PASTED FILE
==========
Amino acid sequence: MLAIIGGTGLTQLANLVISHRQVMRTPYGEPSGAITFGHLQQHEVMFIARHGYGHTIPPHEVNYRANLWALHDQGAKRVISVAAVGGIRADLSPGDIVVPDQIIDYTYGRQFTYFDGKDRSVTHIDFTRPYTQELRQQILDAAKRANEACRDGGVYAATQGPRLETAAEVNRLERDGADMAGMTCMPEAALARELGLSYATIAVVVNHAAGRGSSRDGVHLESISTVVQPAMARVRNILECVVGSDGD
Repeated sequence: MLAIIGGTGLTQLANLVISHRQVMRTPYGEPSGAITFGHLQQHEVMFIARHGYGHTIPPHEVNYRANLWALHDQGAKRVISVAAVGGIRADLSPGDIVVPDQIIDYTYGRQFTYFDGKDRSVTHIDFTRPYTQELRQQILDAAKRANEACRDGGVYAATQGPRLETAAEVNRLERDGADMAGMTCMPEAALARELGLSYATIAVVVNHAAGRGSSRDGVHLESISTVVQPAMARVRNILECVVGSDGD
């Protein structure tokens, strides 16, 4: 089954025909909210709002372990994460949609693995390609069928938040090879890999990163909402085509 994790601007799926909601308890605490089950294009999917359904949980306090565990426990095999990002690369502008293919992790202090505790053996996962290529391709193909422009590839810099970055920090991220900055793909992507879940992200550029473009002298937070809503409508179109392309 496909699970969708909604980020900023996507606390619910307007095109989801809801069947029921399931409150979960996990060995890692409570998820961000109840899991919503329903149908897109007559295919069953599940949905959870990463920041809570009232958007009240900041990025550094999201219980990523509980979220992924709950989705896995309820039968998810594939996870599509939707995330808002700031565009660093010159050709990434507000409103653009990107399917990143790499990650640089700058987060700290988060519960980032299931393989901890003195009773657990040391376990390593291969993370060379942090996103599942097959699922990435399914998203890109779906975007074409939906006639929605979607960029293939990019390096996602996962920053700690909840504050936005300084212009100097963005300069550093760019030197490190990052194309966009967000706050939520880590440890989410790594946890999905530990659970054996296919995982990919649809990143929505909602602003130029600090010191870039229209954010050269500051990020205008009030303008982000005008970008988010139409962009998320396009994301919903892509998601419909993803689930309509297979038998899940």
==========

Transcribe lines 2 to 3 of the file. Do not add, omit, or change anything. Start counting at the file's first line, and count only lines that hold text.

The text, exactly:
Repeated sequence: MLAIIGGTGLTQLANLVISHRQVMRTPYGEPSGAITFGHLQQHEVMFIARHGYGHTIPPHEVNYRANLWALHDQGAKRVISVAAVGGIRADLSPGDIVVPDQIIDYTYGRQFTYFDGKDRSVTHIDFTRPYTQELRQQILDAAKRANEACRDGGVYAATQGPRLETAAEVNRLERDGADMAGMTCMPEAALARELGLSYATIAVVVNHAAGRGSSRDGVHLESISTVVQPAMARVRNILECVVGSDGD
């Protein structure tokens, strides 16, 4: 089954025909909210709002372990994460949609693995390609069928938040090879890999990163909402085509 994790601007799926909601308890605490089950294009999917359904949980306090565990426990095999990002690369502008293919992790202090505790053996996962290529391709193909422009590839810099970055920090991220900055793909992507879940992200550029473009002298937070809503409508179109392309 496909699970969708909604980020900023996507606390619910307007095109989801809801069947029921399931409150979960996990060995890692409570998820961000109840899991919503329903149908897109007559295919069953599940949905959870990463920041809570009232958007009240900041990025550094999201219980990523509980979220992924709950989705896995309820039968998810594939996870599509939707995330808002700031565009660093010159050709990434507000409103653009990107399917990143790499990650640089700058987060700290988060519960980032299931393989901890003195009773657990040391376990390593291969993370060379942090996103599942097959699922990435399914998203890109779906975007074409939906006639929605979607960029293939990019390096996602996962920053700690909840504050936005300084212009100097963005300069550093760019030197490190990052194309966009967000706050939520880590440890989410790594946890999905530990659970054996296919995982990919649809990143929505909602602003130029600090010191870039229209954010050269500051990020205008009030303008982000005008970008988010139409962009998320396009994301919903892509998601419909993803689930309509297979038998899940």